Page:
When I finally had my daughter’s nursery setup down pat, I breathed a sigh of relief. It was so satisfying: her crib, changing table, bookshelf and my rocking chair all looked settled.

But then overnight, she became a toddler. She wanted to play, and roam around, and everything and anything was interesting. She knew which toys she liked, and which books she wanted to read at bedtime, and her baby bedroom was no longer a nursery.

It was time to transition to a toddler room. Luckily around this turning point, we moved to a new house and I got to set up a toddler bedroom from scratch. Here’s what I went for, and how you can transition from a nursery in these fun ways.

Quick takeaways from this list

  • Add an interactive element to the room (like a slide or swing) — toddlers like to have fun!
  • Get shelving with drawers, to stay tidy and to store toys, and install bookshelves at the toddler’s eye level to help them be part of choosing books to read.
  • For wall deco, display your toddler’s artwork on bulletin boards.
  • Use variation in lighting, like dimmers and lamps, and remember to child-proof furniture and outlets.

Add something interactive, like a toddler slide

I’m grateful that our daughter’s bedroom has the square footage to include an entire play mat area and even the special addition of a slide. I’ve seen lots of Pinterest ideas for decorating a cool toddler room with things like tents and swings.

I don’t think either of those would work for us, but I did happen on a toddler slide that I got from another mom in our local community. It was just my luck: she was getting rid of it because her kids were too big, and I was looking for a special element that I could add to our daughter’s room as she got older! I review it in my Jupiduu indoor slide review.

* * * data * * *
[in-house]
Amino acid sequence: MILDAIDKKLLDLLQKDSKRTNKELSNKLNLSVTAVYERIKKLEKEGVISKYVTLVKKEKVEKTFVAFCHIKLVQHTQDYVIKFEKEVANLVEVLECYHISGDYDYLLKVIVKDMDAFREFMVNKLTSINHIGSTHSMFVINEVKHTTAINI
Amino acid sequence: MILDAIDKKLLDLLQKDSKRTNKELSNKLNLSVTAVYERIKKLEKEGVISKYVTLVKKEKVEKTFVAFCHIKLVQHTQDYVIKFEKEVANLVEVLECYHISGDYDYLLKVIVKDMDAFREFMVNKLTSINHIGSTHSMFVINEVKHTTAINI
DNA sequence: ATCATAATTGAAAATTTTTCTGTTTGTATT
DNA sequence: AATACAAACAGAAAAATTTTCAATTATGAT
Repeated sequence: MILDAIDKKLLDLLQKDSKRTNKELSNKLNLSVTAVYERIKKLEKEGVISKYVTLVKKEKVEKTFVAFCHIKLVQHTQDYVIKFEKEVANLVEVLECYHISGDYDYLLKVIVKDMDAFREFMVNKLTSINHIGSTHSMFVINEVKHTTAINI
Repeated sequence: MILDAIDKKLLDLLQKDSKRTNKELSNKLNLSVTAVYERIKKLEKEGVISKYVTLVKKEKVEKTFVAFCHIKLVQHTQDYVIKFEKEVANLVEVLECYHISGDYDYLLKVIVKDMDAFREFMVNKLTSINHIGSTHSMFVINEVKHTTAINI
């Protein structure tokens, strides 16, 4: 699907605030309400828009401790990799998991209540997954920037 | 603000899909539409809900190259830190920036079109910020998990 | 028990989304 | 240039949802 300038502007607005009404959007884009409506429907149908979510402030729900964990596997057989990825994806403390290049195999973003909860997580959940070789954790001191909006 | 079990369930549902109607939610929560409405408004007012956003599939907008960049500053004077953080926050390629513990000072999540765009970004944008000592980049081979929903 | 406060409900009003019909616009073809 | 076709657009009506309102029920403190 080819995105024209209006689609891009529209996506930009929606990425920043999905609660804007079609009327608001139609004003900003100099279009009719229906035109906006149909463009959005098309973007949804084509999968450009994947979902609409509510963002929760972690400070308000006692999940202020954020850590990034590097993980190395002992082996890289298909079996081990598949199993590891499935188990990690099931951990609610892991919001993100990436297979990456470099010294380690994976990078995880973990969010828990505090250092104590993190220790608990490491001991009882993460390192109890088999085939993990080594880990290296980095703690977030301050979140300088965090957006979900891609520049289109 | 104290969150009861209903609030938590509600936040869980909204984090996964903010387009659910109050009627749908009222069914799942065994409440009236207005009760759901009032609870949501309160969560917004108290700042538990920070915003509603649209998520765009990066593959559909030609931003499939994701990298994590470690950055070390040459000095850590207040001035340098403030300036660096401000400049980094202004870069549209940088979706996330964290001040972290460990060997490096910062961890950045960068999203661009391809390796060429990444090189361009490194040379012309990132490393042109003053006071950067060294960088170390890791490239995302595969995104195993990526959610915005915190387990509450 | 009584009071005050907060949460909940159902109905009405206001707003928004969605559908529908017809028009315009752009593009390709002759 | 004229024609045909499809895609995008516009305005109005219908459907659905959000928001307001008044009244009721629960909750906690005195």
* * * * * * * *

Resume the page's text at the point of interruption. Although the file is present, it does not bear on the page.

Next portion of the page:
Having something interactive, like a swing, as another example, is a fun surprise when we have friends over (like our four- and six-year-old neighbors, who thought that a sturdy slide in her bedroom was AWESOME).

Helpful Tip

Check out the indoor toddler slide we have in our daughter’s toddler bedroom.

Get a storage shelf with drawers to pull out

We’re big into the IKEA Kallax and it’s pretty ubiquitous when it comes to decorating on a budget. Have you seen the Pinterest search about the Kallax for kids’ rooms? The ideas are far from few.

I wanted the Kallax with four pull-out “drawer” inserts so that we could stow toys away neatly. I didn’t really consider that this is also great for:

  • A child to learn to pull out drawers and see what’s inside
  • Learn to clean up and put toys away with ease
  • Stay neat!

Install a toddler-accessible bookshelf

A year before our daughter was even born, we got the IKEA BEKVÄM spice racks for our kitchen.

When we moved to a new house and our daughter was 15 months, Dan repurposed and installed them as bookcases. (The backstory is that one day I was scrolling Pinterest, saw these used as toddler bookshelves, and it dawned on me that they had a dual purpose!)

The idea is to let our toddler choose her own books, and have all the covers of the books being visible, rather than storing books in a bookshelf with only their titles showing at their bindings. So far, it has been working beautifully.